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Robo Advisors have arrived, but life often calls for a Human Touch

Money Matters


After years of development, numerous robo advisors have entered the world of investment management. Still, many investors may not fully understand exactly what robos do, or how they do it. A robo advisor is a digital platform that uses advanced algorithms (based on various financial models and assumptions) to select and manage investments. To keep costs relatively low, portfolios are typically composed of exchange-traded funds (ETFs) and mutual funds that track market indexes. The recommended allocations, available strategies, and various other features can differ significantly from one service to another. To start the process, the investor fills out a standard online questionnaire designed to determine his or her risk tolerance and investment objectives. The software builds a portfolio with a mix of assets that align with the client’s stated short- and long-term financial goals, such as saving for a home purchase, a child’s college expenses, or retirement. This kind of cutting-edge technology may be especially appealing to younger investors, who are more comfortable with managing their lives on electronic devices — and who may not have as much at stake. However, some risks may not be fully understood. Robo advisors have yet to be tested by an economic downturn or times of extreme market volatility, when panicked and/or inexperienced investors may be more likely to abandon their investment strategies without a familiar voice to guide them through the storm.

A financial advisor can provide personalized, face-to-face guidance to clients as they accumulate wealth and their needs become more complex. To put it simply, there are still some critical things that people can do better than computers.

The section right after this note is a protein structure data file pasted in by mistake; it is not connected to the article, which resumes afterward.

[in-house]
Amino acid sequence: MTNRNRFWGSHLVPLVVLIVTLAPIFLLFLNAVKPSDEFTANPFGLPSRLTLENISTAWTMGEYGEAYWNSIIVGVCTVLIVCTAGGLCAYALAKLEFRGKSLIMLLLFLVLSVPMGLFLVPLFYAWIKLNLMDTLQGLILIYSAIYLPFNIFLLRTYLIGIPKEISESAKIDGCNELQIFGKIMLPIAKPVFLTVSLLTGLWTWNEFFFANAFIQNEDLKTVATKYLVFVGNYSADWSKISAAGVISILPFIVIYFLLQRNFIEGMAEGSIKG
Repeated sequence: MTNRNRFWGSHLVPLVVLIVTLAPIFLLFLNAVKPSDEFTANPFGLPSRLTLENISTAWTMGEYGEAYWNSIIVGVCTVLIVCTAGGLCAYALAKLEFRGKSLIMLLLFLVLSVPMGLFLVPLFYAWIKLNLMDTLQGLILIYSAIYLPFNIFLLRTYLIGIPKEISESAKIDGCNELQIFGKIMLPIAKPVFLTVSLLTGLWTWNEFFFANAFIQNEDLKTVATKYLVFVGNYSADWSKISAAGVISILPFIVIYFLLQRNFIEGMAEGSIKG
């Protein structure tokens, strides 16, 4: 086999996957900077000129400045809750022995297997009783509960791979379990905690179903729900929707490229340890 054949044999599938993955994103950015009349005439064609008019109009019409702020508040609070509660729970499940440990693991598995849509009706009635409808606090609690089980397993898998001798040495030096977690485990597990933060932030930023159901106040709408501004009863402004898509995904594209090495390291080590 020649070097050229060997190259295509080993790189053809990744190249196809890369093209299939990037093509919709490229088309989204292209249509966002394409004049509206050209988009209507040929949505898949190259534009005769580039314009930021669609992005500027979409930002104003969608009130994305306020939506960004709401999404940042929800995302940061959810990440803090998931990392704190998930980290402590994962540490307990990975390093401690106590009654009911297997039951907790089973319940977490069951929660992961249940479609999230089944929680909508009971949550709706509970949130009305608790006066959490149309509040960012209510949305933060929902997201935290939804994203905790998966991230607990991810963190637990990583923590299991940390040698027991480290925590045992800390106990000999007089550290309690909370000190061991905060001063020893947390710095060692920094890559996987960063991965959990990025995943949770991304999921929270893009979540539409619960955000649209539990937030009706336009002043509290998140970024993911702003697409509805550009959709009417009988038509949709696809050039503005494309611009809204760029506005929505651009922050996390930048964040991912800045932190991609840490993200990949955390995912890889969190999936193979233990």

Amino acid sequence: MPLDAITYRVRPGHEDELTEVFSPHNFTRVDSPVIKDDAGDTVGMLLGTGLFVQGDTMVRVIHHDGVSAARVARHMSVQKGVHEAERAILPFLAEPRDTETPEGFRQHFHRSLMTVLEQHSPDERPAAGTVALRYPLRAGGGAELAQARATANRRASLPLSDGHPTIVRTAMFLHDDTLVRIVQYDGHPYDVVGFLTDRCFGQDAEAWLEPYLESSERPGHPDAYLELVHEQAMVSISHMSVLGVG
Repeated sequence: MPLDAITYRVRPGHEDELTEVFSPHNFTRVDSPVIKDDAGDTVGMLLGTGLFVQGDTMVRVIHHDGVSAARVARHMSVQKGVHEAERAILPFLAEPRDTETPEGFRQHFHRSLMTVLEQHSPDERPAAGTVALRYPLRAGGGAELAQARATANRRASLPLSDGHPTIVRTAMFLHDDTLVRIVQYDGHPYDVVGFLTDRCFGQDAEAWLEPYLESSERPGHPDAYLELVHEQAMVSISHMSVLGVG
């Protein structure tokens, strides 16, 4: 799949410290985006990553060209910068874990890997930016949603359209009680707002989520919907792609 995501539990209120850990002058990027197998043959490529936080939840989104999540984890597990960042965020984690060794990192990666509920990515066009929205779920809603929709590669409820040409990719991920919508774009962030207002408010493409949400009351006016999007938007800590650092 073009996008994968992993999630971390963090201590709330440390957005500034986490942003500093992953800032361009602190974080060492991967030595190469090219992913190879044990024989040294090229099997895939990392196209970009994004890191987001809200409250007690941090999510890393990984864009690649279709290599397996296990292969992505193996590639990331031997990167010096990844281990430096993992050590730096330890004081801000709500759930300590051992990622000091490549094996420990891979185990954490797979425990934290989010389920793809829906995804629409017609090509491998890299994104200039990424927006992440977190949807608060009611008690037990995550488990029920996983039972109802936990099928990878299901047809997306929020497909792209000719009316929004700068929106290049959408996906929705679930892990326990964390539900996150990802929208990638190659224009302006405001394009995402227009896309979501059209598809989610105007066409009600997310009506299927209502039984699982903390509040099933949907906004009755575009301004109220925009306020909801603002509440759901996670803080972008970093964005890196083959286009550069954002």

1. Get to know their clients. The true value of a financial advisor may lie in emotional intelligence and interaction. When personal relationships are formed, advisors gain insight into each client’s unique financial picture, including their priorities, pressing concerns, and psychological tendencies.
  2. Offer more choices & comprehensive service. Robo advisors can manage investment assets for less than the fees normally charged by personal financial advisors. But robo services are typically limited to portfolio management, and their reliance on ETFs and mutual funds means that investors may not have access to individual stocks and bonds, or to some types of alternative investments and strategies.
  3. Provide accountability & perspective. What happens when an investor veers off track and is not making sufficient progress toward his or her stated financial goals? While it may be easy to ignore the recommendations of a robo advisor, it might be more difficult to disregard a trusted advisor. The prospect of regular checkups with a real person who cares about a client’s future might inspire more realistic decisions about spending and saving. A financial advisor typically can keep clients better informed by discussing the financial issues that matter to them, which may help give them more confidence in their decisions.

 – Hal B. Holland, Jr., RFC®

Vice President, Senior Advisor

Vision Financial Group 

4505 Pine Tree Circle, Birmingham, AL 35243

205-970-4909, www.vision-financialgroup.com

Prepared by Broadridge Communication Solutions, Inc. Investment advisory services offered through Investment Advisors, a division of ProEquities, Inc., a Registered Investment Advisor.  Securities offered through ProEquities Inc., a registered broker-dealer and member of FINRA and SIPC.  Vision Financial Group, Inc. and West Alabama Bank are independent of ProEquities, Inc. Securities and insurance products offered are not bank deposits, have no bank guarantee, are not FDIC insured, and may lose value.Prepared for: Save New Client


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